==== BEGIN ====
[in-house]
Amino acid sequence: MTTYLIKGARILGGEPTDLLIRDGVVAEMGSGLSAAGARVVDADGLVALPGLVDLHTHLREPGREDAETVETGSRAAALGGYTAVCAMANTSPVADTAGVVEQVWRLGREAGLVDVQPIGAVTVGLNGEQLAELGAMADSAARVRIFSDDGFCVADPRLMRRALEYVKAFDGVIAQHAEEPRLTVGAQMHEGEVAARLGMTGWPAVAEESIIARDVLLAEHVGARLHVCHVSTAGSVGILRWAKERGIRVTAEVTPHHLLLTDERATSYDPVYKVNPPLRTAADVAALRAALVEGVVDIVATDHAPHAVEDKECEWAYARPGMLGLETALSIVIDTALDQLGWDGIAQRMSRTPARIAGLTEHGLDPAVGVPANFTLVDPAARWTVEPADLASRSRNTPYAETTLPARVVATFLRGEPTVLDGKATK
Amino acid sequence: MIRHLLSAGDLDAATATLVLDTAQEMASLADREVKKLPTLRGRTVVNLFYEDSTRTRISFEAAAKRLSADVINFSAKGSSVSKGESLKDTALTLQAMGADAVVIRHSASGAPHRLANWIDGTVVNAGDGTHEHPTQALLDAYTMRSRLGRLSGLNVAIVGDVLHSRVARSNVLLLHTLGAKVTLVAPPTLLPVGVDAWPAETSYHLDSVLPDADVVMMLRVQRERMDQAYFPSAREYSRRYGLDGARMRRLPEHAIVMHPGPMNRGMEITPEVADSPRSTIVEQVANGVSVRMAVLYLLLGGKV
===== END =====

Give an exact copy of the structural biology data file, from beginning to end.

[in-house]
Amino acid sequence: MTTYLIKGARILGGEPTDLLIRDGVVAEMGSGLSAAGARVVDADGLVALPGLVDLHTHLREPGREDAETVETGSRAAALGGYTAVCAMANTSPVADTAGVVEQVWRLGREAGLVDVQPIGAVTVGLNGEQLAELGAMADSAARVRIFSDDGFCVADPRLMRRALEYVKAFDGVIAQHAEEPRLTVGAQMHEGEVAARLGMTGWPAVAEESIIARDVLLAEHVGARLHVCHVSTAGSVGILRWAKERGIRVTAEVTPHHLLLTDERATSYDPVYKVNPPLRTAADVAALRAALVEGVVDIVATDHAPHAVEDKECEWAYARPGMLGLETALSIVIDTALDQLGWDGIAQRMSRTPARIAGLTEHGLDPAVGVPANFTLVDPAARWTVEPADLASRSRNTPYAETTLPARVVATFLRGEPTVLDGKATK
Amino acid sequence: MIRHLLSAGDLDAATATLVLDTAQEMASLADREVKKLPTLRGRTVVNLFYEDSTRTRISFEAAAKRLSADVINFSAKGSSVSKGESLKDTALTLQAMGADAVVIRHSASGAPHRLANWIDGTVVNAGDGTHEHPTQALLDAYTMRSRLGRLSGLNVAIVGDVLHSRVARSNVLLLHTLGAKVTLVAPPTLLPVGVDAWPAETSYHLDSVLPDADVVMMLRVQRERMDQAYFPSAREYSRRYGLDGARMRRLPEHAIVMHPGPMNRGMEITPEVADSPRSTIVEQVANGVSVRMAVLYLLLGGKV